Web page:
CAPTIONS: Above and below are screen captures from the internet safety project produced collaboratively by a group that included individuals from two Ferris State University academic colleges.
Check out the full feature from the FerrisStateVideo YouTube channel.
A collaborative effort involving programs in Ferris State University’s College of Business and the College of Arts and Sciences has resulted in the production of an age-appropriate animated video, which seeks to help youngsters learn about staying safe while dealing with others online.
Computer Information Systems Assistant Professor Hira Herrington had secured an Exceptional Merit Grant from The Ferris Foundation, in 2018, to support the project, Keeping Kids Safe on the Internet. He turned to Social Work Assistant Professor Elizabeth Post, who had her students create a script for the project. Music and Entertainment Business Assistant Professor Paul Kwant led a group of students in producing music for the video and members of the Alpha Psi Omega theatre honor society, a campus registered student organization, provided voice-over talent for this work.
“I hope that The Ferris Foundation is pleased with the result, and early interest in this project,” Herrington said. “The video is a re-telling of the Aesop’s Fable, ‘The Wolf in Sheep’s Clothing.’ I feel that our collaborative efforts, which include posting tips that reinforce the video’s message, will allow adult leaders to have an organized discussion on this important topic with the second-and third-grade students who view it.”
“We are glad that the project is getting noticed,” Herrington said. “Northern Lakes Community Mental Health Authority, which serves a six-county area in the Lower Peninsula, plans to show this video on a loop in their office lobbies, so that parents and youngsters can become more aware of cyber predators.”
Alicia Drum was a student writer on this project, who also works for Northern Lake CMHA. She said her experience of mentoring a fourth-grade student helped to shape the content she produced for the video.
“Being able to learn about the things he liked and seeing how the students interacted with technology gave me some significant insights,” Drum said. “We initially thought to use a computer in the animated short, and after some discussion, we realized children don’t really use computers. They are on the move, in different locations with technology at their fingertips, using tablets or a smartphone. This also means that a lot less monitoring might be going on as a parent is in another room or even further away from where their child is communicating.”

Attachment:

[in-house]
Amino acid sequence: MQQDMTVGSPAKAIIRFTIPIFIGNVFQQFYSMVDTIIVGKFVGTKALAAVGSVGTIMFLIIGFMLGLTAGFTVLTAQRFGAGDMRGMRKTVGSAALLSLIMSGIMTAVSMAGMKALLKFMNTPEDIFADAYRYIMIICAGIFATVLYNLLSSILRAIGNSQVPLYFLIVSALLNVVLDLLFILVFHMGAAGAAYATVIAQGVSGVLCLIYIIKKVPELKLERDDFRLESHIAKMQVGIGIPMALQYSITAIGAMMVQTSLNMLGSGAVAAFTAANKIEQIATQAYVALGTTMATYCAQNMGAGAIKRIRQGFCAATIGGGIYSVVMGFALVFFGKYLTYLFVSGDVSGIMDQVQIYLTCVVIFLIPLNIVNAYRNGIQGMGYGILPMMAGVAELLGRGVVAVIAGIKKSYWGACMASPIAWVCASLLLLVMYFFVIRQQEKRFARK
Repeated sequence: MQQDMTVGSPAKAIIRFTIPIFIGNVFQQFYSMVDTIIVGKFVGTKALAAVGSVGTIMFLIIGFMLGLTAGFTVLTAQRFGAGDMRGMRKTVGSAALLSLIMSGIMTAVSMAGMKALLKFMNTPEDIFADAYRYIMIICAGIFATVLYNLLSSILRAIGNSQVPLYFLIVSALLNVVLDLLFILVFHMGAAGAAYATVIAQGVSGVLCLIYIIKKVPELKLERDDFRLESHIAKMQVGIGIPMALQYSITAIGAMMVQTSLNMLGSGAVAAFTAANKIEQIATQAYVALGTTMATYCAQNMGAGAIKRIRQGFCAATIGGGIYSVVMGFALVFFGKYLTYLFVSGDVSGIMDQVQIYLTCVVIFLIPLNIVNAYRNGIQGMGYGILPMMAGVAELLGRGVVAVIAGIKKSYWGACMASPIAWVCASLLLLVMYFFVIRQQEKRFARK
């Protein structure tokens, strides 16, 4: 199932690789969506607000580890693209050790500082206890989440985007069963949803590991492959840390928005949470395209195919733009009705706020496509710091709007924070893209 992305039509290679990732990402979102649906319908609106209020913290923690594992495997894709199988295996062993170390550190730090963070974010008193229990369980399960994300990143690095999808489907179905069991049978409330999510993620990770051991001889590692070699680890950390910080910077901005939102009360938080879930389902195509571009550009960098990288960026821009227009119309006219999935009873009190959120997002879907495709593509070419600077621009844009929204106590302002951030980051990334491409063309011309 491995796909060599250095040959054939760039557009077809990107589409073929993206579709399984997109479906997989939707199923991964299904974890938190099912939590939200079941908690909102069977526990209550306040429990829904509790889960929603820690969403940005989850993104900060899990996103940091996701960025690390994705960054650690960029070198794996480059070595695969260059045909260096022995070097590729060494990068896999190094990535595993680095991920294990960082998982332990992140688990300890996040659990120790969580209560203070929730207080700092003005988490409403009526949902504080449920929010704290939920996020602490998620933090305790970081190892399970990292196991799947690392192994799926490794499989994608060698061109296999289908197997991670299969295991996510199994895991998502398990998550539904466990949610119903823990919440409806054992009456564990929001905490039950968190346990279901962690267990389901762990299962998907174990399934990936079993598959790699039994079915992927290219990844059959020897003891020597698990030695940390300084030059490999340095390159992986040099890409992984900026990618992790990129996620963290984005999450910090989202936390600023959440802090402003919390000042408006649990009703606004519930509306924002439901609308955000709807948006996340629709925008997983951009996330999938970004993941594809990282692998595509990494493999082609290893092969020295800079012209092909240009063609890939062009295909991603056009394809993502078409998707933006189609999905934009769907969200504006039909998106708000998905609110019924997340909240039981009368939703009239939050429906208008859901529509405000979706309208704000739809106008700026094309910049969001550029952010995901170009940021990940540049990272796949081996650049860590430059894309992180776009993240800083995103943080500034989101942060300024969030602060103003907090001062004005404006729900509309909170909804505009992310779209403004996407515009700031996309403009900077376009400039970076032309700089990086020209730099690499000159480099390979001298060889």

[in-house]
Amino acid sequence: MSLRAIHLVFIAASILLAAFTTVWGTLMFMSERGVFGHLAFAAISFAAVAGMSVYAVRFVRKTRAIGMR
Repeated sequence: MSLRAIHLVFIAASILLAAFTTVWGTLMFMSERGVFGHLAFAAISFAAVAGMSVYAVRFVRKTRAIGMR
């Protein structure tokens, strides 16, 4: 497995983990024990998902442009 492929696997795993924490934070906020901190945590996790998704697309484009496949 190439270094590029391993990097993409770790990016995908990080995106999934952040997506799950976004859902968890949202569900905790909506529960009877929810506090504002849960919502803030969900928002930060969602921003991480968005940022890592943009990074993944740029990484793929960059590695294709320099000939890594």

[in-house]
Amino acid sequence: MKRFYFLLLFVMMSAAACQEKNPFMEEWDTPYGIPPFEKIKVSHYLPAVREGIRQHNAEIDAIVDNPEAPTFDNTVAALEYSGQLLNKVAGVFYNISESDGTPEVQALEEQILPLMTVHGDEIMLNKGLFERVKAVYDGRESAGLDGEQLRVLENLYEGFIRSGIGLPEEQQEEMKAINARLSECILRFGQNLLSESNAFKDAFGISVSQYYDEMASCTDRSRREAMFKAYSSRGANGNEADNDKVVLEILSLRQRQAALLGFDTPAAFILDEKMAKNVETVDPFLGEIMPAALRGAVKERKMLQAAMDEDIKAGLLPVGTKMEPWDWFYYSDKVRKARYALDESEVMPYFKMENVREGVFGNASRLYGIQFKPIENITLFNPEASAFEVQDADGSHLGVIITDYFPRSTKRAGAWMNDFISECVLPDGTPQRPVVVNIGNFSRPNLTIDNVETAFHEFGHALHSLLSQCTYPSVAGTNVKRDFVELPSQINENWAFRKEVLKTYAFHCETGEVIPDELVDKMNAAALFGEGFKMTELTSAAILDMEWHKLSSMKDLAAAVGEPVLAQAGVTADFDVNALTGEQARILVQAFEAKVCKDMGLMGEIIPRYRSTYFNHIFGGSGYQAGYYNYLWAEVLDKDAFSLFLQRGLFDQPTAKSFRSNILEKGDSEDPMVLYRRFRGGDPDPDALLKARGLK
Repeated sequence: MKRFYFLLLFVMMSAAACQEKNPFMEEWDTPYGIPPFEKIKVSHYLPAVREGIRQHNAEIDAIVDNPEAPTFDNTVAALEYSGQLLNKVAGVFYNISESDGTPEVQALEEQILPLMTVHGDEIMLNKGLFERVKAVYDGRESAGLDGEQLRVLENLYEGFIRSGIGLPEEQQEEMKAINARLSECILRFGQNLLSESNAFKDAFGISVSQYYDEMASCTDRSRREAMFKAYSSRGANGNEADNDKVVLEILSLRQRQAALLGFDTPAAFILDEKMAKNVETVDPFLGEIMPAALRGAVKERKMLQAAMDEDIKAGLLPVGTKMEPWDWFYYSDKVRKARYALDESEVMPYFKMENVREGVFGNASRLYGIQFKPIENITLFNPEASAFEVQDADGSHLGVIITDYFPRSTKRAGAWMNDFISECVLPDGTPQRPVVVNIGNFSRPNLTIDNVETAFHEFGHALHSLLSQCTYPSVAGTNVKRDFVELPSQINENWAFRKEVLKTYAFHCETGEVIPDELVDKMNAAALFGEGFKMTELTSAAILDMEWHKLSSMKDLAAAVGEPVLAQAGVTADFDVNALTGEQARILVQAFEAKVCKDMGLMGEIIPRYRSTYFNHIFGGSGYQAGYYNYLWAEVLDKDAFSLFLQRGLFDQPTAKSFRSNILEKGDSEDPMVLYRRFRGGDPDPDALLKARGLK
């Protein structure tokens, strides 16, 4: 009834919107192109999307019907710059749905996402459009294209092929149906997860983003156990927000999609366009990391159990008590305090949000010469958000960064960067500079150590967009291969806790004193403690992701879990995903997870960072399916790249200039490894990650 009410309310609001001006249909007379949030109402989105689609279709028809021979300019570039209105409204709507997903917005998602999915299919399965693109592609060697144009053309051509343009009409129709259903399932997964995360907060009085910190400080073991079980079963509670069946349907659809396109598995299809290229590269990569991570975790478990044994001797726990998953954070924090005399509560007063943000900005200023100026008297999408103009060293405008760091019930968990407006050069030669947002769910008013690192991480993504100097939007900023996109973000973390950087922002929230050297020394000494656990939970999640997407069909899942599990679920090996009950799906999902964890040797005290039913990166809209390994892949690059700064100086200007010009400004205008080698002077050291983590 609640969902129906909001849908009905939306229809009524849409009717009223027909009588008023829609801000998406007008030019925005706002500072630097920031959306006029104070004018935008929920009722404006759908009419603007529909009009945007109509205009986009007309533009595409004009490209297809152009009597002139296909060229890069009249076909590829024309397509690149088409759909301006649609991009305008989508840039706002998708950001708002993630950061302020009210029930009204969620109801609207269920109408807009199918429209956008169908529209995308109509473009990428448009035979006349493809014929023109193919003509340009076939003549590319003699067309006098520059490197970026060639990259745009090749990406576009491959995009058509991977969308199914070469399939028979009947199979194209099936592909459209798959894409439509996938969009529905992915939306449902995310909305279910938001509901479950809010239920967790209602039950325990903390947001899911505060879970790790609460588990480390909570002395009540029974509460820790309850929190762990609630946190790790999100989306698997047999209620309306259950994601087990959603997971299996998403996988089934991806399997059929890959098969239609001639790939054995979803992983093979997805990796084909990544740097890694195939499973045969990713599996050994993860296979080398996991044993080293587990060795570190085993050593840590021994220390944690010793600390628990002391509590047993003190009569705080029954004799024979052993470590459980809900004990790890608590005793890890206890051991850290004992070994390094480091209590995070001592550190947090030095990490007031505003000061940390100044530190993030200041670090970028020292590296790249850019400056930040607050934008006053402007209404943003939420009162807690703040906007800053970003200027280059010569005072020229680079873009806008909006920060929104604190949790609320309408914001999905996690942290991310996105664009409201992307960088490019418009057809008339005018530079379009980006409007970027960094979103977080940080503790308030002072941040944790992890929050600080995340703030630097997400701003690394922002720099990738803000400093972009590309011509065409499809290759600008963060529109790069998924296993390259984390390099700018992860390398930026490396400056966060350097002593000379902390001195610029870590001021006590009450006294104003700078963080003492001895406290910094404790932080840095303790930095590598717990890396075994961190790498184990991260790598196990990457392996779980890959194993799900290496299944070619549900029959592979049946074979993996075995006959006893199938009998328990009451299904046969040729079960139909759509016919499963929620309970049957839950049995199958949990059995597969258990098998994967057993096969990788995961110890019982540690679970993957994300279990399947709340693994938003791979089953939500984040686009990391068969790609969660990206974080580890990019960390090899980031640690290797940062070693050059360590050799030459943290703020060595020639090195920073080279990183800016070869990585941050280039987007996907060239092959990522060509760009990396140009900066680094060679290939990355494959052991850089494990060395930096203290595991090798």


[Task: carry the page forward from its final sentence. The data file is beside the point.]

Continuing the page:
Woodbury, Minnesota native Kathryn Meidt, a Computer Information Systems senior and departmental research assistant, served as the video’s narrator.
“It was great to collaborate with the other programs in the university. They had done a great deal of work before I became involved in the process,” Meidt said. “Everyone who took part was dedicated to making this the best, most informative video possible. I felt it had just the right structure to inform and serve its young audience. I could have benefitted from seeing it as a child, and to know that I had a part in such a project was very rewarding.”
Herrington added that special thanks are appropriate to industry professionals who offered their skills at a discount to support this project.
“Duane Weed, of DW Video and Multimedia, LLC, a Ferris Television and Digital Media Production alumnus, produced and directed the video,” Herrington said. “The project was animated by Frank Krywicki, of Mission 3 Media, and we have had a number of compliments about the look and quality of this presentation.”
Sports Entertainment Hospitality Management adjunct instructor Karyn Kiio, who co-chairs Ferris’ Coalition Against Slavery also provided operational assistance to the video project.